Poor acoustics can cost stars

If noise mars the dining experience, the restaurant’s overall rating may suffer, according to food writer Morten Vilsbæk, a member of the Danish food critics’ association Danske Madanmeldere.

Busy bistros and basement restaurants in particular should pay close attention to the acoustics.


Packed restaurants have not been a problem during the corona pandemic. However, once life returns to normal, hopefully the restaurants will be able to fill their tables again. And when it happens, the acoustics may prove a challenge – especially if acoustic control has not been incorporated in the design.

The sound of clanging plates, background din and being unable to avoid hearing what is being said at neighbouring tables. These are all factors that can ultimately cost a star when food critics have to describe their impressions from a restaurant visit in a newspaper column.

Even though food, wine and service have the highest priority on a food critic’s checklist, the acoustics and sound levels are an increasingly important factor for the overall dining experience, says Morten Vilsbæk. He is a food writer for the Danish online news media Avisen Danmark, which is part of the media group Jysk Fynske Medier. At the same time, he’s a member of the Danish food critics’ association Danske Madanmeldere.

“Acoustics and atmosphere are part and parcel of eating out. But it is all about finding the right balance. If the room is not designed to prevent noise from other guests disturbing a discussion around a table, then it’s problem. On the other hand, it mustn’t be so quiet that you can hear a pin drop. This can suck the life out of a restaurant visit. Both my colleagues and I primarily focus on the raw ingredients and food preparation, but if there are poor acoustics, it is mentioned in the review,” says Morten Vilsbæk.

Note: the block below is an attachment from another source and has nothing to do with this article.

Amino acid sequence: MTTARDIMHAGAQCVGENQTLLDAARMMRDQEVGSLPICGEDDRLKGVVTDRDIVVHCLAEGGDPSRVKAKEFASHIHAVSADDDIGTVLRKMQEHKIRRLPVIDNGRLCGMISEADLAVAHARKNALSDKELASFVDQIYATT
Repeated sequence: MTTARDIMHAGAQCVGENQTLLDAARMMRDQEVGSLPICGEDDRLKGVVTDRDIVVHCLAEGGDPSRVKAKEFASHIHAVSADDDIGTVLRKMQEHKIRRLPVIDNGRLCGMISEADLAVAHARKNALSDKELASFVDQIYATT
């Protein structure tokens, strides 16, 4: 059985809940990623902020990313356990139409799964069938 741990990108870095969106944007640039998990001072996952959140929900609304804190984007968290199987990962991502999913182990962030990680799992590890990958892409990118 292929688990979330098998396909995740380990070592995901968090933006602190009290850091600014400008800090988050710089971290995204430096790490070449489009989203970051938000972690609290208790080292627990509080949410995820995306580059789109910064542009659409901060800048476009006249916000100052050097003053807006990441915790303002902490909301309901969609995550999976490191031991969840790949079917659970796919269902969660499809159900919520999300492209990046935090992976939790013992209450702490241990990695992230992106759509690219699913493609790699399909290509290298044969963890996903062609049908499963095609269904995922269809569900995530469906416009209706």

Profits squeeze acoustics

Generally speaking, Morten Vilsbæk and his colleagues mention problems with acoustics in connection with describing the restaurant interior. However, he can certainly envisage it becoming a fixed item on a food critic’s checklist, as is already the case in several American media. In particular because he finds that noise levels are increasing at many Danish restaurants and eateries.

“Hand in hand with the emergence of the bistro wave, restaurants have become livelier venues. Somewhere like Noma is, in terms of the acoustics, a nice place to be because there is plenty of space between the tables. On the other hand, a bistro needs to generate more revenue. Here, the focus is on value for money, with three dishes for DKK 350 for example, so it’s necessary to push the tables closer together and save on freshly laundered tablecloths. This creates a different restaurant layout and thus higher sound levels,” says Morten Vilsbæk.

However, he says that the lively environment can certainly be part of the charm of visiting this type of restaurant, especially for a younger clientele, while older guests largely prefer peace and quiet during their meals.

Echoey basement restaurants

According to Morten Vilsbæk, basement restaurants in particular should pay close attention to sound levels. Here, the sounds bounce around the hard walls, floors and ceilings, unless materials are specifically chosen which dampen the acoustics.

“In several basement restaurants, you eat under a vaulted stone ceiling and on a tiled floor. This means that the acoustics are difficult. If the food and the service are good, food critics usually overlook this, but establishments of this kind could certainly do more to improve their acoustics.”